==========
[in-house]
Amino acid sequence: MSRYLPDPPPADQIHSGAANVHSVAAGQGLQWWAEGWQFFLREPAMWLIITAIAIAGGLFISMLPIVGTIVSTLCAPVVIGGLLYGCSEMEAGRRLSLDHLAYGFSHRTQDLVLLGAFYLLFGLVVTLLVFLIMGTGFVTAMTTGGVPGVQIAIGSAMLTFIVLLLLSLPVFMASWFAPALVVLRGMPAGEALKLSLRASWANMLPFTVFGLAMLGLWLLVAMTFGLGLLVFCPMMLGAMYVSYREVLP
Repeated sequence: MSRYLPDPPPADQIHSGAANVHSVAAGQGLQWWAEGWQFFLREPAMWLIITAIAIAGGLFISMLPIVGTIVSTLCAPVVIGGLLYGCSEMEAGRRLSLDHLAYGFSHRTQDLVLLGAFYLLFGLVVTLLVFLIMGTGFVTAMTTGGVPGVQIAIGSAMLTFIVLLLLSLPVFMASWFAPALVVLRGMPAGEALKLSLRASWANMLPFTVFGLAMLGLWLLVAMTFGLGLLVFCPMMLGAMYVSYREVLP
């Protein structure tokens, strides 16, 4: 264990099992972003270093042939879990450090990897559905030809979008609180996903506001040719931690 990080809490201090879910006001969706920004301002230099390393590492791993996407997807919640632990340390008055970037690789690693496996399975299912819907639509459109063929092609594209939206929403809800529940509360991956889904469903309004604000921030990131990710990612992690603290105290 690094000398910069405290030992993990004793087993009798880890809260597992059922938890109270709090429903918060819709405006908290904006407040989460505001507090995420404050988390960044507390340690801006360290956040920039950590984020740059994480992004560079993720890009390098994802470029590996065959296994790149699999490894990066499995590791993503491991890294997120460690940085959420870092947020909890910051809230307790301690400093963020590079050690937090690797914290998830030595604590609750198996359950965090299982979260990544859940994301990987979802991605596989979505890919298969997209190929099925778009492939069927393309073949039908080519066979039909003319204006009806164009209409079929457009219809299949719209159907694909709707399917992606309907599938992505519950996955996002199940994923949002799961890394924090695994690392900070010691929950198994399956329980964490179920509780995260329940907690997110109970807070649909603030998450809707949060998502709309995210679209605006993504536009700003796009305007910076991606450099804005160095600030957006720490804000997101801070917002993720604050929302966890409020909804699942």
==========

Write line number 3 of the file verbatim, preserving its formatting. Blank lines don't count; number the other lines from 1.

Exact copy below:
Repeated sequence: MSRYLPDPPPADQIHSGAANVHSVAAGQGLQWWAEGWQFFLREPAMWLIITAIAIAGGLFISMLPIVGTIVSTLCAPVVIGGLLYGCSEMEAGRRLSLDHLAYGFSHRTQDLVLLGAFYLLFGLVVTLLVFLIMGTGFVTAMTTGGVPGVQIAIGSAMLTFIVLLLLSLPVFMASWFAPALVVLRGMPAGEALKLSLRASWANMLPFTVFGLAMLGLWLLVAMTFGLGLLVFCPMMLGAMYVSYREVLP